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Smart Solutions for Water Resilience: Advancing Circular Transformation and Reuse Strategies in Europe and Japan

The Smart Solutions project provides implementable strategies that increase the acceptance of water reuse practices for local economies and societies.

Written by Zeynep Ozkul

A common thread that transcends borders and bonds and unites us all, water is the key to peace and prosperity. As we confront the dual crises of water scarcity and climate change – challenges that define our era – it is crucial that we set a course towards a systemic and transformative approach to improve wastewater management and secure a safe future for all.

Smart Solutions

Maintaining business as usual and overstressing our freshwater resources stands to severely hinder our path to achieving sustainable development, as water resources become scarcer, and the impacts of climate change continue to escalate.  We must grasp all opportunities to recognise and capture the full value of water, acting via a circular lens toward water management. Closing resource use and reuse loops, while supporting innovative alternatives towards circular societies is essential to reshape economic growth pathways to become sustainable, inclusive, and sensitive to ecological and environmental priorities.

In the heart of Tokyo, the International SMART-WaterDomain Workshop, a collaborative event organised by the United Nations University Institute for the Advanced Study of Sustainability (UNU-IAS) and the United Nations University Institute for Integrated Management of Material Fluxes and Resources (UNU-FLORES), took place from 8-10 November 2023.

The Workshop was a highly successful depiction of the United Nations University’s central role as the academic cornerstone of the United Nations, solidifying UNU’s unique position as an intersecting platform where academia, policy, and society can seamlessly interact. The event brought together project partners, international experts, and researchers from Europe and Japan, creating a diverse and dynamic gathering. The key aspect of this event was its ability to create a multidimensional environment where participants with expertise in different areas found common ground to explore opportunities to recognise and capture the full value of water.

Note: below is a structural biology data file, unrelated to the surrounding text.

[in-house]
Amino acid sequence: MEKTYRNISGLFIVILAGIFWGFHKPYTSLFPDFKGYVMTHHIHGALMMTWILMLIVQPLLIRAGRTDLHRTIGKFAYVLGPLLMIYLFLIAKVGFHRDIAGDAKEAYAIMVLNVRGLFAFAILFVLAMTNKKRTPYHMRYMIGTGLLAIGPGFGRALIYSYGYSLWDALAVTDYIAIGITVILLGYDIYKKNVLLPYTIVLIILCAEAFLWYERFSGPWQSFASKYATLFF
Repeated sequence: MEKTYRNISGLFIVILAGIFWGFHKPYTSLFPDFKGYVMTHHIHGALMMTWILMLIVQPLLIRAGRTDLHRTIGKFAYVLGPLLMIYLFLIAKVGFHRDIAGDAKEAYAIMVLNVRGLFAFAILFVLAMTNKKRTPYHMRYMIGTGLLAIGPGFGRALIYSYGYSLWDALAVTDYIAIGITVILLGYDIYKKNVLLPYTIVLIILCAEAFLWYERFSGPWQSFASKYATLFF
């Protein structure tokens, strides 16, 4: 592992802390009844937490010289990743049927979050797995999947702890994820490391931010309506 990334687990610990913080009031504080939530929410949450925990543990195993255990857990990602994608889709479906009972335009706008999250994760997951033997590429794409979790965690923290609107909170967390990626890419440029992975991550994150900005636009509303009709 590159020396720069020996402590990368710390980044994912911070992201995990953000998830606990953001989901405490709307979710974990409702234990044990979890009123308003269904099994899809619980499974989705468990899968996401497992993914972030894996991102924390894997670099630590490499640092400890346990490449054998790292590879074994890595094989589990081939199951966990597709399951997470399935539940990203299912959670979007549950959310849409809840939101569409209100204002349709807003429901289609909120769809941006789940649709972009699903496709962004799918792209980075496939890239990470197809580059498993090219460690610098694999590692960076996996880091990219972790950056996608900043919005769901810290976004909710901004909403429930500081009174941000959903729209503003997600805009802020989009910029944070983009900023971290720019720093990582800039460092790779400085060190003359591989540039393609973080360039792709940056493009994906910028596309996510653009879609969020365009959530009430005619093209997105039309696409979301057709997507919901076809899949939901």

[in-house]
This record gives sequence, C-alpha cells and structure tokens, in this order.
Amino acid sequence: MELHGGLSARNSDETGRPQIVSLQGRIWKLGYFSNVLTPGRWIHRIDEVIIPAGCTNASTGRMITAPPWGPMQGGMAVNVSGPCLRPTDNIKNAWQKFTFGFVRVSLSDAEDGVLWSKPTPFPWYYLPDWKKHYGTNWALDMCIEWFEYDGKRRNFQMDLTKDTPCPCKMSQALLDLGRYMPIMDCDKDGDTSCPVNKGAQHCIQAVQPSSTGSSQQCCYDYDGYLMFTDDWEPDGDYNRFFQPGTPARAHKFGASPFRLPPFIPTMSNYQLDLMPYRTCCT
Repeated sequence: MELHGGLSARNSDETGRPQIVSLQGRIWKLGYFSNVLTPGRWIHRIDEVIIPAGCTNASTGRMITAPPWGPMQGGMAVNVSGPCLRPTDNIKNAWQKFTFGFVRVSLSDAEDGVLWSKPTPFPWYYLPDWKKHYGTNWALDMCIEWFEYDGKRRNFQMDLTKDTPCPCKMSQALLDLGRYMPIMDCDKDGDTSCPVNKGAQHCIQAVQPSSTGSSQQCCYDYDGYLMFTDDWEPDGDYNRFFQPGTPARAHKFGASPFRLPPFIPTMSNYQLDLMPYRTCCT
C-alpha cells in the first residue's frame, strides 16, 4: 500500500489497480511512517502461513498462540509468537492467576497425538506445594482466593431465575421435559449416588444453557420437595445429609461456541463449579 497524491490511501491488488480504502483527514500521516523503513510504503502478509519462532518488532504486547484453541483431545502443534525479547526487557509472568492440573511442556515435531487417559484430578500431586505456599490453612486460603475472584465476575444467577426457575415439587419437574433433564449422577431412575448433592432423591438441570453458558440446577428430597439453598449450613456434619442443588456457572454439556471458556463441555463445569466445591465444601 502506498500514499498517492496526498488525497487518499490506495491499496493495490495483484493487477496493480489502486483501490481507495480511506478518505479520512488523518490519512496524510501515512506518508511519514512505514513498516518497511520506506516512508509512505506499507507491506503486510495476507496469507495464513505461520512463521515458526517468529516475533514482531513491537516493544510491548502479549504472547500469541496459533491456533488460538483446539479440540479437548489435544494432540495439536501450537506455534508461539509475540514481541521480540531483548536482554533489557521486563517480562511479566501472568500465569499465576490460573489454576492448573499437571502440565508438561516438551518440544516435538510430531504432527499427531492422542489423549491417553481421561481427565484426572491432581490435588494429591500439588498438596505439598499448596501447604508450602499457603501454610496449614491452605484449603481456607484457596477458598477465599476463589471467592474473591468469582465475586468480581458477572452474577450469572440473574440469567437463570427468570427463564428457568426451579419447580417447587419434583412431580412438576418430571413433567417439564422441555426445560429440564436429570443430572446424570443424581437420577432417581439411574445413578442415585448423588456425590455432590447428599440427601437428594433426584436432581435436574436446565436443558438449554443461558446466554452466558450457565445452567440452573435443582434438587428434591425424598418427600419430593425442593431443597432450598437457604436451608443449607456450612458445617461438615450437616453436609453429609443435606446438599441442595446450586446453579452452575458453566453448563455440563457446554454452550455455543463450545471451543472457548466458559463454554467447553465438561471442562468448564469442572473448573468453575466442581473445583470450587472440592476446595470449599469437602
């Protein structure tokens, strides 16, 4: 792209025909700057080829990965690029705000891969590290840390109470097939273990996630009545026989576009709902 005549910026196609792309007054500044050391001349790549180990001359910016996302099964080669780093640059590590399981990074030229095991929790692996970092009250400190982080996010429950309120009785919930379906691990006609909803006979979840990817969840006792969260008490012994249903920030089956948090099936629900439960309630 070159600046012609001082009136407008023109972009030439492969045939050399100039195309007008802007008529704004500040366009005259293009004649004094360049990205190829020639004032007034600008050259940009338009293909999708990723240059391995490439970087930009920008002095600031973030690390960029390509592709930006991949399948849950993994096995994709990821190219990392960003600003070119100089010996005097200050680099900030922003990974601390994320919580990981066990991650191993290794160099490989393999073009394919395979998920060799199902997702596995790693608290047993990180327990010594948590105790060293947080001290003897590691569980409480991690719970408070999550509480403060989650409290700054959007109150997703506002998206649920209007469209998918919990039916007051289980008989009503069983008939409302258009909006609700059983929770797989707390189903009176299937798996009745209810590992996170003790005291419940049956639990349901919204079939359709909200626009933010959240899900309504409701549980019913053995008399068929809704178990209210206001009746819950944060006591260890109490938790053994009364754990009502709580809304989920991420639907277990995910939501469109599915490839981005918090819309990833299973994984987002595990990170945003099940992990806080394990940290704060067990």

The three-day Workshop served as a forum to create a confluence of knowledge, innovation, and global cooperation between the UNU institutes and the international project partners of the “Framework for Organizational Decision-Making Process in Water Reuse for Smart Cities,” or  SMART-WaterDomain – the core mission of which is to boost the adoption of fit-for-purpose reuse water in the agricultural-industrial sector by rethinking urban water systems through circular economy and resilience principles. With the goal of paving the way to a robust decision-making framework for companies and organisations to integrate water reuse practices in their operations, the SMART-WaterDomain project provides implementable strategies that increase the acceptance of water reuse practices for local economies and societies.

The International Workshop was spearheaded by Dr. Serena Caucci, an Associate Programme Officer at UNU-FLORES and the Coordinator and the PI of the SMART-WaterDomain Project. Dr Caucci stressed that the project induces structural changes and contributes to the Sustainable Development Goals (SDGs) across three pivotal levels: at the global stage, as represented by the United Nations, in the national context within individual countries, and at the grassroots level within local communities.

Dr Serena Caucci
Dr. Serena Caucci, Coordinator of the SMART-WaterDomain Project opens the International Workshop

Dr. Caucci briefly introduced the Decision Support Tool—an evaluative mechanism designed by the project to assist organisations in optimising their water management practices. Through a participatory approach that incorporates valuable stakeholder perspectives, the three-day Workshop aimed to enhance the functionality of the tool and explore its potential implementation across Europe and Japan, with the aim of highlighting potential pathways to transition into the Circular Economy.